This weekend, KT Tunstall performs at Proms in the Park on Glasgow Green, backed by the BBC Scottish Symphony Orchestra. Tunstall has toured with Jools Holland’s Rhythm & Blues Orchestra before, but this is the first time she has ever been backed by a classical orchestra.“It’s well posh, it just feels so fancy,” she says with her customary enthusiasm.
That infectious enthusiasm has been tested over the past couple of years. Her return to pop music with new album KIN was by no means assured when Tunstall found herself exhausted by the death of her father, the end of her marriage and a disillusionment with the pop industry. But a life-changing move to California rejuvenated her mojo and ultimately set her back on the pop path.
We met up with KT recently in Glasgow, when she returned to play the BBC Quay Sessions and found her ready and willing to talk about the highs and lows of the past few years. “I think it’s really important to be open about it because otherwise I’m just one of those really annoying artists that says ‘I was going to give up and then I didn’t’,” she says. So we let the tape run as KT talked us through her recent tumultuous times, starting with the circumstances surrounding the recording of her previous album, 2013’s Invisible Empire//Crescent Moon. “Basically I really enjoyed making that last record even though it was in the middle of massive upheaval and sadness in my life. I’d started it before my dad died and my marriage split up, and finished it after, so the record was massively cathartic and it was a lovely escape, I would just fly off to Arizona to go and finish the record.
“And then I went on tour and, who knows, maybe it was too much to put on myself to do that after all of that happening. It was the first time I’d really done solo touring, and it just completely exhausted me. I look back on it now and I understand what happened but at the time I just thought I’d had enough of touring. I didn’t have the energy for it, I was burning out, and I just wasn’t getting the buzz. And it’s such a sacrifice of your daily life that if you don’t really want to do it, then what is the point?
“My dad passing made me realise I had been appeasing parents and not necessarily making choices from my soul but from a more superficial place of what I thought I should be doing. All of these things that I thought were the ingredients for happiness I checked off and I was miserable. I didn’t understand how it had gone so wrong when I had made the decisions.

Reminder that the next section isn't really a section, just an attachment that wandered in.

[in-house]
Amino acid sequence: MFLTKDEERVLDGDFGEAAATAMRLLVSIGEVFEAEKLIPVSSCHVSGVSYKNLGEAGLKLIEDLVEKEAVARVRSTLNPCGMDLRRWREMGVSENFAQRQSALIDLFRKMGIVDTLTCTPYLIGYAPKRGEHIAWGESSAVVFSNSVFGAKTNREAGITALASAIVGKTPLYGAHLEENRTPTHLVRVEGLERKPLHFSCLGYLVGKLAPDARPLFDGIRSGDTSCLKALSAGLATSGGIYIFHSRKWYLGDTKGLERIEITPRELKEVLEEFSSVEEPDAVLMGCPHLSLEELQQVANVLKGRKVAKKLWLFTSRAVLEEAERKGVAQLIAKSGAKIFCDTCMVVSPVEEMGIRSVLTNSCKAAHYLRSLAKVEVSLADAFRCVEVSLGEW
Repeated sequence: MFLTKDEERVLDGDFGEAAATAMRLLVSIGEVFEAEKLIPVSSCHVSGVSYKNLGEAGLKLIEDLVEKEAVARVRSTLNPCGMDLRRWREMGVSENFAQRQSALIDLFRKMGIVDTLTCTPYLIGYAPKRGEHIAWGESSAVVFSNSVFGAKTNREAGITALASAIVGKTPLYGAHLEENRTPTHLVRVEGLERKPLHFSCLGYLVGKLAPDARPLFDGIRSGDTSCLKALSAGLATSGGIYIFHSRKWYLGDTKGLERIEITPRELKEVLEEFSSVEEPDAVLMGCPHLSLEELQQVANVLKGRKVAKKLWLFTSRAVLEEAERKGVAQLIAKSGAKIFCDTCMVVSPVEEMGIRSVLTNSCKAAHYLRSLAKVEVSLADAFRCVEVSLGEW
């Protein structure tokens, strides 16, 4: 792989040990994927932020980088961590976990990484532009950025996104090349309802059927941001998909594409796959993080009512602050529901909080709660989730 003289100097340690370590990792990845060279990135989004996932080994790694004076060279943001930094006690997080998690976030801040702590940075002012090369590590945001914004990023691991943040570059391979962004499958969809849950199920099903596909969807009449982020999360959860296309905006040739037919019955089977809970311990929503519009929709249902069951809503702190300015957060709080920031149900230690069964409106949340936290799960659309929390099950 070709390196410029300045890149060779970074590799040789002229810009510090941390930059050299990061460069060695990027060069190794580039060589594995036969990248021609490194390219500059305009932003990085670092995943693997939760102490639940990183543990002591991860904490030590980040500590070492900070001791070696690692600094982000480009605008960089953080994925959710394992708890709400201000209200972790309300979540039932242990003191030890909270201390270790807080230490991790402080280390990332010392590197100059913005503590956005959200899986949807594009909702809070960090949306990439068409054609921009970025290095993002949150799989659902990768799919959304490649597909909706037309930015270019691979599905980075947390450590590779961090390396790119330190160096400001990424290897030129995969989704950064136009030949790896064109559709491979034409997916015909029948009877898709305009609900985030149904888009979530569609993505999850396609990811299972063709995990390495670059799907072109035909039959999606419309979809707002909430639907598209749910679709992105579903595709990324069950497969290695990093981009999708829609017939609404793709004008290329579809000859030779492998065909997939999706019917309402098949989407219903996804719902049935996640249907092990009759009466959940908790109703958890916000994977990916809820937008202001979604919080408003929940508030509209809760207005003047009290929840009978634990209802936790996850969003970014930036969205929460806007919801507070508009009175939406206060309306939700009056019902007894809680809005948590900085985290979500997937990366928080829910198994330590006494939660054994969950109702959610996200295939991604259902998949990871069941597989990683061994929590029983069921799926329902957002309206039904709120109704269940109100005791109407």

“And I had obviously read somewhere that, as a pop star, you are meant to have big houses, and fancy cars and loads of friends and throw £10,000 parties and there’s a lot of fun in that and I’ve got some good memories of that but it wasn’t meaningful and it didn’t lead to a deeper sense of fulfillment. For some people, maybe it does, but it didn’t for me.
“Life had been completely dominated by doing and no being so I basically just started again – threw it on the fire, sold everything I owned, moved to LA, to Venice Beach. Best thing I’ve ever done. I never considered moving there but actually I did live in LA for a year when I was four years old. My dad got a sabbatical to UCLA so my first memories are California, so there is definitely something familiar about it.
“London is too harsh and I’m too sensitive for it. I don’t give a shit if someone doesn’t mean it if they are saying ‘how are you, have a nice day’ – I like it, I like people being really nice to each other. I would find myself with a Wednesday off, sitting in Regents Park, getting evils from people because I’ve got nothing to do. Venice Beach was the first place I’d been where every day was Sunday. It’s a bohemian community, no one’s doing regular hours so there’s always the spirit of very present enjoyment of life and relaxation. It’s a very barefoot vibe community, and there’s no McDonalds, there’s no Starbucks, it’s just a really unique bubble in a metropolis.
“Weirdly, you’re quite close to nature in LA – twenty minutes away from the wildest hike, with coyotes and lions and raccoons and whatever you want. It’s definitely easier to access a wilder side of nature there and you can go any day of the week because it’s always nice weather. There’s tsunamis and earthquakes and all of that shit to deal with but, you know, I’ve had a good life, if I go I go!”
KT Tunstall plays Proms in the Park, Glasgow Green, Sat 10 September